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Long Island volunteers getting Hall of Fame nod
Inductees to the 2011 Long Island Volunteer Hall of Fame will be honored at a Feb. 5 ceremony at Carlyle on the Green in Bethpage State Park. The 10th annual event is held by the Long Island Volunteer Center.
Inductees will be honored in nine categories, plus five awards will be given in categories such as inspirational service and lifetime achievement.
The inductees are:
Children and Youth Services: Patricia D’Accolti, founder of Children’s Sport Connection in Garden City, which provides financial assistance for children in crisis to continue in sports.
Education: Nancy and Rod Zuch, founders of The Morgan Center in Brightwaters, a preschool for children who are fighting cancer.
Emergency Services: Nancy Lynch, founder and president of Pet Safe Coalition in Locust Valley, which aims to keep pets safe during disasters.
Family Support: Glenda White-Hills, founder and president of Millennium Sistahs in Uniondale, which provides services to women.
Health: Nancy Leupold, founder and president of Support for People with Oral and Head and Neck Cancer, a Locust Valley resource for information about the diseases.
Homelessness: Larry Hohler, co-president of Hope Children’s Fund, a Port Jefferson nonprofit that aids people in Kenya.
Philanthropy: Dan Connor, president and chief executive of The Gladiator Fund, which raises money for ill children in New Hyde Park.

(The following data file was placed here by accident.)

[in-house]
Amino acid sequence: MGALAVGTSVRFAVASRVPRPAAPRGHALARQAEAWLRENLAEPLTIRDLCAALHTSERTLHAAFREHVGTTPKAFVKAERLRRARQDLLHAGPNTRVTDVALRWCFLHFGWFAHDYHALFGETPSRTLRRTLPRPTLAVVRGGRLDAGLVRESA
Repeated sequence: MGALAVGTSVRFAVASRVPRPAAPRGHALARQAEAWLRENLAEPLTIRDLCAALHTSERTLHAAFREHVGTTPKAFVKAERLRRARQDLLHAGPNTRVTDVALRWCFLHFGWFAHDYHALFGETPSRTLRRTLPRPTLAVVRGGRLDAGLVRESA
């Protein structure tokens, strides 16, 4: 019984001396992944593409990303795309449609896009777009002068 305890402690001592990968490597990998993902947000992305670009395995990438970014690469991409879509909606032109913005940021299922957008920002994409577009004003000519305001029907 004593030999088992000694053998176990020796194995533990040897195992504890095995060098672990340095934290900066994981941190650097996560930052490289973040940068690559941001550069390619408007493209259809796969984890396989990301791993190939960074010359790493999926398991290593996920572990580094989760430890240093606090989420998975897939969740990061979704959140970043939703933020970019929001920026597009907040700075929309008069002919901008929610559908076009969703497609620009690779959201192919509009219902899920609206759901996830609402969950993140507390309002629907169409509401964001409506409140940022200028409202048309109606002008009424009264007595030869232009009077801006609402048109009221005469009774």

Seniors: Sister Jeanne Andre Brendel of Harvest Houses, family-style homes for the elderly.
Special Needs: Dr. Deborah Benson, founder and director of Common Ground Alliance, a Plainview nonprofit for people affected by brain injury.
Victoria Ruvolo, the Suffolk County woman who was seriously injured after a teen threw a 20-pound turkey through her windshield in 2004, but who forgave him, will receive the Inspirational Service Award. The Lifetime Achievement Award in Volunteerism will go to Jay Steingold, for his work with the Hempstead nonprofit Education and Assistance Corporation’s Long Island Dispute Resolution Centers.
Three awards for young Long Islanders will be granted: The Next Generation Award for Emergency Services will go to Simeon Melman, the Huntington teen who helped save his friends’ lives when a bear attacked them in Alaska last July; the Next Generation Award for Leadership will go to Benjamin Jake Kornick, 17, of Roslyn Heights, for his work as a member of the Nassau County Executive Youth Council, which acts as a resource to lawmakers when developing laws and who does public speaking; and the Next Generation Award for Visionary Philanthropy will be given to Christopher Yao, 15, of Jericho, who founded Kids Change the World, a nonprofit that works to improve children’s lives around the world through such efforts as raising money for cleft lip surgery.